The assumption writing in dialect implies racism is not a new development; and it's not exclusively directed at white writers. I know my love for Zora Neale Hurston is on record somewhere—several someheres. According to Google Maps the Maitland, Florida, house I grew up in is four-point-three miles from the Zora Neale Hurston Museum in Eatonville, Florida. Never met her. I discovered her in college, and through her the Harlem Renaissance, but she had passed away the winter before the summer I became a reader. She did not, as I've seen reported elsewhere, starve to death in a homeless shelter. She was working as a librarian in Fort Pierce, FL, when she died of a stroke. However, it is true that due to lack of funds she was buried without a headstone. And the reason she had to work as a librarian and died too poor for a headstone is the direct result of the way she wrote. Or, more accurately, how her writing was perceived by others.

Hurston was an anthropologist by training – as in had degrees from Howard and Columbia – and a dedicated folklorist. She traveled to remote southern communities and as far afield as Haiti collecting legends and folk tales and recording them before they were lost to history. As a trained folklorist she wrote phonetically – because how a language is spoken shapes the sound and rhythm of the words. In other words, she wrote in dialect for legitimate academic as well as her own cultural reasons. However, many influential writers and social leaders felt she was betraying black culture and undermining black social progress by doing so. As Richard Wright (Black Boy and Native Son) wrote of what is now considered her masterpiece Their Eyes Were Watching God: "her novel carries no theme, no message, no thought… her novel is not addressed to the Negro, but to a white audience whose chauvinistic tastes she knows how to satisfy. She exploits that phase of Negro life which is 'quaint,' the phase which evokes a piteous smile on the lips of the 'superior' race." Because her use of language offended such powerful voices in the African American literary movement her books were out of print for thirty years. No books in print meant no royalties, a low-wage job, and a funeral paid for by working class friends.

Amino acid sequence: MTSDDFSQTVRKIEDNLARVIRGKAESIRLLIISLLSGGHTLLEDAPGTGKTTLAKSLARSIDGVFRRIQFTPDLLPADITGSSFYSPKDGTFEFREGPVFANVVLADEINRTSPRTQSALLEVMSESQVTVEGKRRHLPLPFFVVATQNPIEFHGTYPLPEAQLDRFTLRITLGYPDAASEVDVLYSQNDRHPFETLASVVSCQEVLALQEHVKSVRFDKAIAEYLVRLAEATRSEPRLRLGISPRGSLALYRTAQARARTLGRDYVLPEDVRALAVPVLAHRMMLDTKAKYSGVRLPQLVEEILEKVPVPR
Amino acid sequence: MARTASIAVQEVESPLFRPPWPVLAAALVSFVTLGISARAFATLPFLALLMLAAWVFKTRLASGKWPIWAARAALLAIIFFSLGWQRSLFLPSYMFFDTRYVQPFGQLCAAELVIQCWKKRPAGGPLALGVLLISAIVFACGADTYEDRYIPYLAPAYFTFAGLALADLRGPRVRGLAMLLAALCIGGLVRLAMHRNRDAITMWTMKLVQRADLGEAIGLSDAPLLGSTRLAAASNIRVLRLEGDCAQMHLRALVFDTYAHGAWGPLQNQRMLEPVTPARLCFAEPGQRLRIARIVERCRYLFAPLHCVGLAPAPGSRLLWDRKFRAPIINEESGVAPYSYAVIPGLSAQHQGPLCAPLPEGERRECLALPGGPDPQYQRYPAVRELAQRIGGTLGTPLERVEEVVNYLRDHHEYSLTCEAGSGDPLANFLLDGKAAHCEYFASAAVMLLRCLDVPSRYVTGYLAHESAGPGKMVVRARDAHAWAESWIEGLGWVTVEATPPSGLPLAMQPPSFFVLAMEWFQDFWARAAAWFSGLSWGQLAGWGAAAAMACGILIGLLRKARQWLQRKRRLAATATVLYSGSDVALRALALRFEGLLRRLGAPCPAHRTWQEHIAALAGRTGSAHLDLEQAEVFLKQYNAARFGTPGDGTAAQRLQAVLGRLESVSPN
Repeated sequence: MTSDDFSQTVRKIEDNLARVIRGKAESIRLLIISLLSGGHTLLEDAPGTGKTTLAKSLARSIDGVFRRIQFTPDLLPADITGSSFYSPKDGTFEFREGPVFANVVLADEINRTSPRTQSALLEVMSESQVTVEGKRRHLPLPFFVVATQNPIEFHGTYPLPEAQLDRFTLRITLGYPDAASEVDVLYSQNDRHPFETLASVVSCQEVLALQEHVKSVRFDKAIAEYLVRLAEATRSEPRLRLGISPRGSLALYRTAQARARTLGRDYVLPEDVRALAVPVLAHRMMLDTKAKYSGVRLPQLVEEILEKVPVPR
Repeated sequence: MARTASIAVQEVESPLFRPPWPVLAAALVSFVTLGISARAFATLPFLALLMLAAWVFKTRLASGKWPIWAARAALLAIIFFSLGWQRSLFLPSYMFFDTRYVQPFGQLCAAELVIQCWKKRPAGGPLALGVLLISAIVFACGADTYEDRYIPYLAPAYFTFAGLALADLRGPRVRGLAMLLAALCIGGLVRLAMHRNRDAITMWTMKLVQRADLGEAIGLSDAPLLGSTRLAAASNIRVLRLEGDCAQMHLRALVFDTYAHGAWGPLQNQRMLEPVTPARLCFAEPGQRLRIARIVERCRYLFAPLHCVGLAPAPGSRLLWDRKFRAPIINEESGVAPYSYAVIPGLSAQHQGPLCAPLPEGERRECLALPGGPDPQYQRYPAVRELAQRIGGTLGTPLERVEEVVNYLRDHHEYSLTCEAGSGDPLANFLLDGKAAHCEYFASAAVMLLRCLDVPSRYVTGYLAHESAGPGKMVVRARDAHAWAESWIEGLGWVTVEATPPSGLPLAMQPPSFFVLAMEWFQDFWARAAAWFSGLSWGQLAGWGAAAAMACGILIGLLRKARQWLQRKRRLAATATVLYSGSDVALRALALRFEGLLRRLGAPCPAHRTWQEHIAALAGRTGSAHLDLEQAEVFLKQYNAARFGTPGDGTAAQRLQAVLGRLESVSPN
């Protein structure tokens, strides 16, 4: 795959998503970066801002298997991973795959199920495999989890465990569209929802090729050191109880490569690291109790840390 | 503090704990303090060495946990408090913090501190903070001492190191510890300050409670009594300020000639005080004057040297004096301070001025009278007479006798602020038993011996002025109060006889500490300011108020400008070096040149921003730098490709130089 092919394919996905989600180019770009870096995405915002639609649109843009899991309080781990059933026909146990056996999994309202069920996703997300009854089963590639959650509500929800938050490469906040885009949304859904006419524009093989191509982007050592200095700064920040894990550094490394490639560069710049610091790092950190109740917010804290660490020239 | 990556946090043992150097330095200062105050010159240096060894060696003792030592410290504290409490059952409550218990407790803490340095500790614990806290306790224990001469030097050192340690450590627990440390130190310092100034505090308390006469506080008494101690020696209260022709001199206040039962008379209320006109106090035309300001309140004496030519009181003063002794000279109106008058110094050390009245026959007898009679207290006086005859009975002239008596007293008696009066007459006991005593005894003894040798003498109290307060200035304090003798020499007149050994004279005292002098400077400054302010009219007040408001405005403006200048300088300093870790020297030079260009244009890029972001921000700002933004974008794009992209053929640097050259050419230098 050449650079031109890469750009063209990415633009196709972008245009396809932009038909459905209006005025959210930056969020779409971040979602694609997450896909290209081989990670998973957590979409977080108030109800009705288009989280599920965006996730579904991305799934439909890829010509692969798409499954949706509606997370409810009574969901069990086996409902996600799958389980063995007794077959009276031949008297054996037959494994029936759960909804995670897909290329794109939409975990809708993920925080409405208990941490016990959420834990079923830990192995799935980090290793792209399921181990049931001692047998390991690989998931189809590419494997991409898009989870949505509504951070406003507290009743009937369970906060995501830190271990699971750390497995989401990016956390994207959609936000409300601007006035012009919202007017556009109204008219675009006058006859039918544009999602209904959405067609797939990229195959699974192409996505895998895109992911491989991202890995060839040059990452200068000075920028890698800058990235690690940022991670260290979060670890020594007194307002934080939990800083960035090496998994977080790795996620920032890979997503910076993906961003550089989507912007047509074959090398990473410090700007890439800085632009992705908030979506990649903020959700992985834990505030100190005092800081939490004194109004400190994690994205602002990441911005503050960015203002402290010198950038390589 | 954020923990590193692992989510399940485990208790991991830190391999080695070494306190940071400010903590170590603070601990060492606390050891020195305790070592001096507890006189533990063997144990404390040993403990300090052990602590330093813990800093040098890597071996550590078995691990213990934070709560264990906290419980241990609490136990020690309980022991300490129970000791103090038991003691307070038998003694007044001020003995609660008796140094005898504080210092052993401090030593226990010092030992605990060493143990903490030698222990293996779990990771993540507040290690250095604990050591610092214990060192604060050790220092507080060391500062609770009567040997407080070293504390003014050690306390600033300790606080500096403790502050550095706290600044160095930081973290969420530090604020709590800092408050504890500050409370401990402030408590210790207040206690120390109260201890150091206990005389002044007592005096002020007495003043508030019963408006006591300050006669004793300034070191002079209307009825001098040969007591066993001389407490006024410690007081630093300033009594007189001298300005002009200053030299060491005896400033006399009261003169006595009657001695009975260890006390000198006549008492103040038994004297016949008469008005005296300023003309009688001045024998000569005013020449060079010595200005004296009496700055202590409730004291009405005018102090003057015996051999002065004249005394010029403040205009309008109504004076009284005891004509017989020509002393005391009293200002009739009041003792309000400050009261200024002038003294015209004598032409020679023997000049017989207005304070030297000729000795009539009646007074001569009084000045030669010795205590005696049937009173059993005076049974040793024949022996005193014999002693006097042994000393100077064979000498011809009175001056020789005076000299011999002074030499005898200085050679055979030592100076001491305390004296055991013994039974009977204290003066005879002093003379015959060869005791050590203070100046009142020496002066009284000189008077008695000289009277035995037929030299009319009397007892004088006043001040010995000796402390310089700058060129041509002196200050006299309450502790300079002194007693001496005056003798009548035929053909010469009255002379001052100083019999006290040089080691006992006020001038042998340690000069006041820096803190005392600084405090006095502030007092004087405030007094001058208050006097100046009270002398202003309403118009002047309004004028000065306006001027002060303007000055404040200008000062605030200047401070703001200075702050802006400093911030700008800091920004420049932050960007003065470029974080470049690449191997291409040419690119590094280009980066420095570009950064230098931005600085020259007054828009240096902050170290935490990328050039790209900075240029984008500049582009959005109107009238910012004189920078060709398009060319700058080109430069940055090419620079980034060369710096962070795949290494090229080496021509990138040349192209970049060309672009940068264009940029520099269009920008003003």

(Which kinda puts my whining about being abused by internet trolls in perspective, doesn't it?)